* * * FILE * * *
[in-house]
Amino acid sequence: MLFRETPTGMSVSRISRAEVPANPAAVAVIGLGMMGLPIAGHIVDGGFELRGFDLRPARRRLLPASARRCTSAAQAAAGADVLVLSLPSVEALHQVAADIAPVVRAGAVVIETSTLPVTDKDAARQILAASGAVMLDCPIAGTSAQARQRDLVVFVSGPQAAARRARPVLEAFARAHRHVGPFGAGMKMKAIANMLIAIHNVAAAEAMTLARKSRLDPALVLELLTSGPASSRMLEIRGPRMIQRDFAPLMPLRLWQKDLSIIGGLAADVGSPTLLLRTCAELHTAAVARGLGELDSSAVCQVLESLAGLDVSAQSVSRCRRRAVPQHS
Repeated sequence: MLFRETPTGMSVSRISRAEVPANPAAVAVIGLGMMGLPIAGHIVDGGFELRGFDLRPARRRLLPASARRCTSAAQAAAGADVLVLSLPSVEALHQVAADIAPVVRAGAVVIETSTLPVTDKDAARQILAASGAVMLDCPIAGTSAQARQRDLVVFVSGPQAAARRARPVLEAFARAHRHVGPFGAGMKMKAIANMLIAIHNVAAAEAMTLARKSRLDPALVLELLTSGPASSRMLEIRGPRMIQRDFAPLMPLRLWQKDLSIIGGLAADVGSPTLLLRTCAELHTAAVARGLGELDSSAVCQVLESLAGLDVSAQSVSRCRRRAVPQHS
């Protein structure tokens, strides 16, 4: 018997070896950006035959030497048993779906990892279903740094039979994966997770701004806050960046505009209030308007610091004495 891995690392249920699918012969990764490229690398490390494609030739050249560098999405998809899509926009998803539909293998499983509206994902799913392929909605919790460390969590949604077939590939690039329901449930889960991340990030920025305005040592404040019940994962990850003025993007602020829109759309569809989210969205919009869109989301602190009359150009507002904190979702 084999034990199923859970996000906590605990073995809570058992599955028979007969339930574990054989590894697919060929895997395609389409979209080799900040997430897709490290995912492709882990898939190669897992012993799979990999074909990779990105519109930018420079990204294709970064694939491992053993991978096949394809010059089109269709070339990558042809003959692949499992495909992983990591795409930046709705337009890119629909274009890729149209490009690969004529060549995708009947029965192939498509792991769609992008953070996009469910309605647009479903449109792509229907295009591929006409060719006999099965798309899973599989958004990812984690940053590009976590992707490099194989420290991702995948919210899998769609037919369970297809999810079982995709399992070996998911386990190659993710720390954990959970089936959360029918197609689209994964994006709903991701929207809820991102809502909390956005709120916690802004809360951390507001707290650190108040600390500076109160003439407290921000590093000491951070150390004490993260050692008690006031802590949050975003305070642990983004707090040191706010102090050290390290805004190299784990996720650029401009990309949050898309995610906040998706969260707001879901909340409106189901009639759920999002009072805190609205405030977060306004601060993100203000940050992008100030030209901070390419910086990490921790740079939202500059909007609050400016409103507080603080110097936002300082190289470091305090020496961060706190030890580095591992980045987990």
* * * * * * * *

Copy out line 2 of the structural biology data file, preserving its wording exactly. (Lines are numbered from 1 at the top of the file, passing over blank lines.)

Amino acid sequence: MLFRETPTGMSVSRISRAEVPANPAAVAVIGLGMMGLPIAGHIVDGGFELRGFDLRPARRRLLPASARRCTSAAQAAAGADVLVLSLPSVEALHQVAADIAPVVRAGAVVIETSTLPVTDKDAARQILAASGAVMLDCPIAGTSAQARQRDLVVFVSGPQAAARRARPVLEAFARAHRHVGPFGAGMKMKAIANMLIAIHNVAAAEAMTLARKSRLDPALVLELLTSGPASSRMLEIRGPRMIQRDFAPLMPLRLWQKDLSIIGGLAADVGSPTLLLRTCAELHTAAVARGLGELDSSAVCQVLESLAGLDVSAQSVSRCRRRAVPQHS